SUGAR – who is confused exactly?

By Caryn, The Whole Food Dietitian

Recently I came across an article about how and why people are so confused about sugar. After reading the article, even I was confused, and I’m meant to know this stuff. I ask you this: Is it important to know the difference between these types of sugar? Well maybe, if you’re doing research about it, or formulating products and constructing food labels – but otherwise I’m not certain it is, as clearly it’s confusing!

Here’s what I think:


  1. Know this: Sugar = the basic unit that all carbohydrates get broken down to in the body. It doesn’t matter if it’s free sugar, added sugar, intrinsic sugar, refined sugar, unrefined sugar, natural sugar, or unnatural sugar. It’s all just sugar. It doesn’t matter if it comes from sweets, bread or fruit, the body sees the basic sugar unit (maybe slower with some foods and quicker with others), and deals with it in pretty much the same way.
  2. Let’s talk foods, not nutrients (that’s what everyone keeps saying, so stop writing about sugar and confusing people then!). There are roughly three categories of foods that contain sugar, as far as I see it:

i. Foods that contain sugar (or a version of it – like honey, agave syrup, rice malt syrup, maple syrup, molasses etc…) and not much else in terms of nutrients. These include sugar itself, lollies, juices, fizzy drink, cordial, sports drinks, energy drinks, and a bit wider, biscuits, chocolate, cake and other junk food items. Know this: While agave syrup is natural, comes from a plant and sounds sexy, where do you think sugar comes from? Cane… a plant… Same deal, different word!
Bottom line: These foods should be avoided.

ii. Foods that contain sugar and other nutrients, typically come in packets and some have stars or ticks on their packages. You know these foods, they’re the foods we’re told are healthy but we really know aren’t. This is largely because they have been processed, a little or a lot, have had their nutrients stripped and sometimes put back, often have industrial seed oils added to them, and typically contain additives to prolong their shelf life to make them look / feel good. These foods include most commercial breakfast cereals, breads, noodles, muesli bars, crackers, “healthy biscuits”, liquid breakfast cereals and snacks, pretzels etc…and the multitude of versions of these foods parading on the supermarket shelves as health foods.
Bottom line: These foods should be substantially reduced with many of them avoided altogether.

iii. Foods that are minimally processed and are considered to be “whole” foods. These foods still contain sugar, some more than others but they also contain lots of other nutrients – vitamins, minerals, protein and fat, and are whole and unprocessed. Because of the nutrients they bring to the table, and the fact that they’re not processed, means they’re typically good quality. These include fruit, vegetables, milk and other full fat dairy products, legumes, nuts and seeds.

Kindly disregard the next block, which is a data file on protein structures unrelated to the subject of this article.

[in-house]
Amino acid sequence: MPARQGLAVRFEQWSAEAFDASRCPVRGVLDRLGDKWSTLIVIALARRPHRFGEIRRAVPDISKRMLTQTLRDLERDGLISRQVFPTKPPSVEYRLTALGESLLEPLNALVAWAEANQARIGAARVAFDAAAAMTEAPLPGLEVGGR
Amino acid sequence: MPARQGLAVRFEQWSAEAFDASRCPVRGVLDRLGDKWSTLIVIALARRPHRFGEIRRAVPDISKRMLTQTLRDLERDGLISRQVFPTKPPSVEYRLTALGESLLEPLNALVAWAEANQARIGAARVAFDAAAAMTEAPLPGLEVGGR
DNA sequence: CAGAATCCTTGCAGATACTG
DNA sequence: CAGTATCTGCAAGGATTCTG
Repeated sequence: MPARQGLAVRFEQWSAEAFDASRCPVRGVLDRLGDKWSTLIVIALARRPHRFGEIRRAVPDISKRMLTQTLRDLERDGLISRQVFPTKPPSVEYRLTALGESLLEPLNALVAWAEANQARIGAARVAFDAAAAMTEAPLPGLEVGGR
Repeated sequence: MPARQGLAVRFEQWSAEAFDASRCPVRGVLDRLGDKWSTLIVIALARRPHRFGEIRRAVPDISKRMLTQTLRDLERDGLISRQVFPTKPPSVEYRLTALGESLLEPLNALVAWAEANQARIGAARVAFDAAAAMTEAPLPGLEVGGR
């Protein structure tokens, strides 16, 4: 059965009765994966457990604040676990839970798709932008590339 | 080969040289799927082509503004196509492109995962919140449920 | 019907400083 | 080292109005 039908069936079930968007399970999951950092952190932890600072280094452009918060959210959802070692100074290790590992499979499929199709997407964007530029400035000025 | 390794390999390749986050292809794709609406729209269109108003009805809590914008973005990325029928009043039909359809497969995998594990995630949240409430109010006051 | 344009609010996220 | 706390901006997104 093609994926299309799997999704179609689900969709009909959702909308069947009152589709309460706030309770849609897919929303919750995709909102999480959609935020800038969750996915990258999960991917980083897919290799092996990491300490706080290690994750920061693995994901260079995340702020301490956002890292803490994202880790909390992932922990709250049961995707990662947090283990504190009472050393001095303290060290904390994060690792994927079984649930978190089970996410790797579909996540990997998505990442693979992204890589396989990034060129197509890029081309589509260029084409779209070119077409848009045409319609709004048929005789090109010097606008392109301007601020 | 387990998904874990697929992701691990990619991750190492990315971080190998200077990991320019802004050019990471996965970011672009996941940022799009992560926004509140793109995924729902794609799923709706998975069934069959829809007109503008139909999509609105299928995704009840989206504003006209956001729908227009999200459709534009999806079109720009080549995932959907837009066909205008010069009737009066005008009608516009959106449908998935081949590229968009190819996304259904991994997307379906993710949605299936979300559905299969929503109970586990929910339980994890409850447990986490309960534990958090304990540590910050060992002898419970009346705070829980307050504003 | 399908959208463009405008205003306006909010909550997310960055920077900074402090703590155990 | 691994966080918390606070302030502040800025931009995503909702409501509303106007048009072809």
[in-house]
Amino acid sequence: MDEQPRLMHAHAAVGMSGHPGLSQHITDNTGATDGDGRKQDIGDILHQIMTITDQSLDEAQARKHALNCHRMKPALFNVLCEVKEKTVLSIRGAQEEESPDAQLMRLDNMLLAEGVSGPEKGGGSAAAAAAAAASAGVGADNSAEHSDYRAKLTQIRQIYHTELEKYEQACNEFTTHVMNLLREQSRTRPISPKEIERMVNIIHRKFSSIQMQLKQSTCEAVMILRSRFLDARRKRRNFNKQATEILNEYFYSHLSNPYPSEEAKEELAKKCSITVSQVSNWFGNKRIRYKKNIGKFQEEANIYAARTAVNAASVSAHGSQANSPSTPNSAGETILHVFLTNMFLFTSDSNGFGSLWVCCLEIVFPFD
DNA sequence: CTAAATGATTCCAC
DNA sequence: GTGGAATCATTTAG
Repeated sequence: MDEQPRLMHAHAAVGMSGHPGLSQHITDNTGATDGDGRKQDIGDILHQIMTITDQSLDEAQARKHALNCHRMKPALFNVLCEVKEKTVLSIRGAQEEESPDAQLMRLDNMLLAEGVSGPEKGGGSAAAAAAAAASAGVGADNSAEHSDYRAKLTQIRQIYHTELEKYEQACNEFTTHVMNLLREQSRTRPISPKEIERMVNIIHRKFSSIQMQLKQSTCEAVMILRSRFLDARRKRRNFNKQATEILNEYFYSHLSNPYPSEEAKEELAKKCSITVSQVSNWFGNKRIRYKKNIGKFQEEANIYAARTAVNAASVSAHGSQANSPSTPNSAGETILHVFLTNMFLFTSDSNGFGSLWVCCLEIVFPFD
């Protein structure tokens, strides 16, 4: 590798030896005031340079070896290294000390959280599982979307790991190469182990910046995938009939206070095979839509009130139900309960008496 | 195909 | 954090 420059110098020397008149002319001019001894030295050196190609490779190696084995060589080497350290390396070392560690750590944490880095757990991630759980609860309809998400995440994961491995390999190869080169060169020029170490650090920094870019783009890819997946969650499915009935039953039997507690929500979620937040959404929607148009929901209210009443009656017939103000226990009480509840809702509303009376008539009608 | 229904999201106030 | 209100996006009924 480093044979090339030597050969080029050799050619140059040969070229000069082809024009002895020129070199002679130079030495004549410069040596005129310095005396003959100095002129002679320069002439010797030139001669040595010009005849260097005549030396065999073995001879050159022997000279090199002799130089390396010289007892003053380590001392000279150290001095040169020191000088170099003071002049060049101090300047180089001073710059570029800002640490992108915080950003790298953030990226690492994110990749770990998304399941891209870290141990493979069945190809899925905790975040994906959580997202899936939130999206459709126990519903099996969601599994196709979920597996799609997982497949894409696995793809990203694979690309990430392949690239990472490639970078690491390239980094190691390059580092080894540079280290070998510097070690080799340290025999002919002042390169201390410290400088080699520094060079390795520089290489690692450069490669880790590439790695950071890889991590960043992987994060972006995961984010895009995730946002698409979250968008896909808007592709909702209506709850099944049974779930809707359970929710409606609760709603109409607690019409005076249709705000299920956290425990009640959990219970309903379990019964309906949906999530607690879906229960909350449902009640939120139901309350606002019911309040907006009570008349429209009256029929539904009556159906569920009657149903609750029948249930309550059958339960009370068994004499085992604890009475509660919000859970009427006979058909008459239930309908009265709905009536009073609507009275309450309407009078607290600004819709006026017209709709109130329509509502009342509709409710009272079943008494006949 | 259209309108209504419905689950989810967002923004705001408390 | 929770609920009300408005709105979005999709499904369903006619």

Bottom line: These foods can and should be eaten regularly along with other non-sugar containing whole unprocessed foods (like meat, fish, poultry, eggs and healthy fats).

So, when you choose a piece of fruit over a cracker, or a glass of milk over a muesli bar, just remember you’re not making this choice because it has less sugar, in fact it’s likely to have the same, if not more, but rather because of its quality and because it is whole and unprocessed.

Back to the real bottom line; all carbs = sugar.

Choose your foods wisely, i.e. whole and unprocessed would be my suggestion. End of confusion, hopefully. If not, just let us know and we’ll give it another go

Join the discussion 7 Comments

  • Debbie says:

    Should Stevia or xylitol be in the same list as Agave, Maple Syrups

  • LG says:

    except I don’t subscribe to eating stevia or xylitol. I can taste it…I don’t even have to know it is in a food item. The taste just screeches out at my palate and I have to spit things out…the very same way any other “substitute” is inedible to me.
    There still exists moderation of anything, and if I am going to enjoy my cup of coffee, or my beautiful freshly made dessert (cake, pie, mousse or whatever), I will not ruin it with a sugar substitute that is just not the same..
    I own both of your books and I love most the of the content….just not this.

  • Tereza says:

    Great article, where does kombucha fit into this as the sugar is mostly consumed during the fermentation process.

    • What The Fat? says:

      Hi Tereza,
      That’s true of commercial kombucha but I have drunk some home-made ones which, while they tasted better, were still noticeably sweet.
      So it depends on two things I reckon – if it tastes sweet it still has sugar, and – it depends how much kombucha you want to drink.

  • Sarah says:

    Thanks Caryn, that’s great. I was also hoping you’d cover the other part of the sweetener convo… the ‘zero carb’ one…. A lot of recipes I see have Swerve, xylitol, sugar alohols, monk fruit, stevia etc etc… that’s where my confusion reigns. Are these really ok… for my children? Stevia doesn’t work so well in baking, I’d like to try Swerve but is it yet another amazing product that’s actually too good to be true?

  • Shivam says:

    Great article Caryn, just read guys!!

  • Tanya says:

    Love it, crystal clear, thanks!!

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